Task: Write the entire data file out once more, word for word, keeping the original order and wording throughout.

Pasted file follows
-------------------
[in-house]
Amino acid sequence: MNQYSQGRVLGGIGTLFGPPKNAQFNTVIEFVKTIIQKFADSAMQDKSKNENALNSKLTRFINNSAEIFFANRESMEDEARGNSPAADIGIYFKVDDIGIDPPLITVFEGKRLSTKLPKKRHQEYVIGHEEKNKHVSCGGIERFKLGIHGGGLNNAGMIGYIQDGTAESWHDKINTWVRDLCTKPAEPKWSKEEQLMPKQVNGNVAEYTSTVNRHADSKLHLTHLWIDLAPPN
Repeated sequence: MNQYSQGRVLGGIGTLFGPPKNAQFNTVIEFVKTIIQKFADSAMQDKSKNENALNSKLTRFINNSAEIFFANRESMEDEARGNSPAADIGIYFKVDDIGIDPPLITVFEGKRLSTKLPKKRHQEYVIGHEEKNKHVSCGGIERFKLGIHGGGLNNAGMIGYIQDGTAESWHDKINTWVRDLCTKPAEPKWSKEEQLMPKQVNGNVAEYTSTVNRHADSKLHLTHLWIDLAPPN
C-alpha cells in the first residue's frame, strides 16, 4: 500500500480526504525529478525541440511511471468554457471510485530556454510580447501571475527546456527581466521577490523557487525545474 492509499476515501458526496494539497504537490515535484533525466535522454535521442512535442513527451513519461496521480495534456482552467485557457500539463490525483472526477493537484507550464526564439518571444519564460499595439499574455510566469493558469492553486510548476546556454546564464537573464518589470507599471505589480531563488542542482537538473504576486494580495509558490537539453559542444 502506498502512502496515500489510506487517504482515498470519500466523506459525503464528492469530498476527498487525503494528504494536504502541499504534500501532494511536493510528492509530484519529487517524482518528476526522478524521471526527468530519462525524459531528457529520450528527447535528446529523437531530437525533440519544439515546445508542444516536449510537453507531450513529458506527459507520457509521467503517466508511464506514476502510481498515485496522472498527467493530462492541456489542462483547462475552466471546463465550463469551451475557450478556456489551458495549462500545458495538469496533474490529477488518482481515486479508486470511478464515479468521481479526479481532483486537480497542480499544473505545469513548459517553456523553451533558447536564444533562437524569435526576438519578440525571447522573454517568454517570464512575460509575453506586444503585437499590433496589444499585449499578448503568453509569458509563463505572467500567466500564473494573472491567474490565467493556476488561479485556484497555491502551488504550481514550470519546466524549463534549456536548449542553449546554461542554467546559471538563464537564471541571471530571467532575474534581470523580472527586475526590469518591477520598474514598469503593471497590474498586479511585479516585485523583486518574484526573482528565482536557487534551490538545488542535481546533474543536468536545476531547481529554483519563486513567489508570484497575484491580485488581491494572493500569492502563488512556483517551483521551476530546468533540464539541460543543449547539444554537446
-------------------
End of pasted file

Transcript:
[in-house]
Amino acid sequence: MNQYSQGRVLGGIGTLFGPPKNAQFNTVIEFVKTIIQKFADSAMQDKSKNENALNSKLTRFINNSAEIFFANRESMEDEARGNSPAADIGIYFKVDDIGIDPPLITVFEGKRLSTKLPKKRHQEYVIGHEEKNKHVSCGGIERFKLGIHGGGLNNAGMIGYIQDGTAESWHDKINTWVRDLCTKPAEPKWSKEEQLMPKQVNGNVAEYTSTVNRHADSKLHLTHLWIDLAPPN
Repeated sequence: MNQYSQGRVLGGIGTLFGPPKNAQFNTVIEFVKTIIQKFADSAMQDKSKNENALNSKLTRFINNSAEIFFANRESMEDEARGNSPAADIGIYFKVDDIGIDPPLITVFEGKRLSTKLPKKRHQEYVIGHEEKNKHVSCGGIERFKLGIHGGGLNNAGMIGYIQDGTAESWHDKINTWVRDLCTKPAEPKWSKEEQLMPKQVNGNVAEYTSTVNRHADSKLHLTHLWIDLAPPN
C-alpha cells in the first residue's frame, strides 16, 4: 500500500480526504525529478525541440511511471468554457471510485530556454510580447501571475527546456527581466521577490523557487525545474 492509499476515501458526496494539497504537490515535484533525466535522454535521442512535442513527451513519461496521480495534456482552467485557457500539463490525483472526477493537484507550464526564439518571444519564460499595439499574455510566469493558469492553486510548476546556454546564464537573464518589470507599471505589480531563488542542482537538473504576486494580495509558490537539453559542444 502506498502512502496515500489510506487517504482515498470519500466523506459525503464528492469530498476527498487525503494528504494536504502541499504534500501532494511536493510528492509530484519529487517524482518528476526522478524521471526527468530519462525524459531528457529520450528527447535528446529523437531530437525533440519544439515546445508542444516536449510537453507531450513529458506527459507520457509521467503517466508511464506514476502510481498515485496522472498527467493530462492541456489542462483547462475552466471546463465550463469551451475557450478556456489551458495549462500545458495538469496533474490529477488518482481515486479508486470511478464515479468521481479526479481532483486537480497542480499544473505545469513548459517553456523553451533558447536564444533562437524569435526576438519578440525571447522573454517568454517570464512575460509575453506586444503585437499590433496589444499585449499578448503568453509569458509563463505572467500567466500564473494573472491567474490565467493556476488561479485556484497555491502551488504550481514550470519546466524549463534549456536548449542553449546554461542554467546559471538563464537564471541571471530571467532575474534581470523580472527586475526590469518591477520598474514598469503593471497590474498586479511585479516585485523583486518574484526573482528565482536557487534551490538545488542535481546533474543536468536545476531547481529554483519563486513567489508570484497575484491580485488581491494572493500569492502563488512556483517551483521551476530546468533540464539541460543543449547539444554537446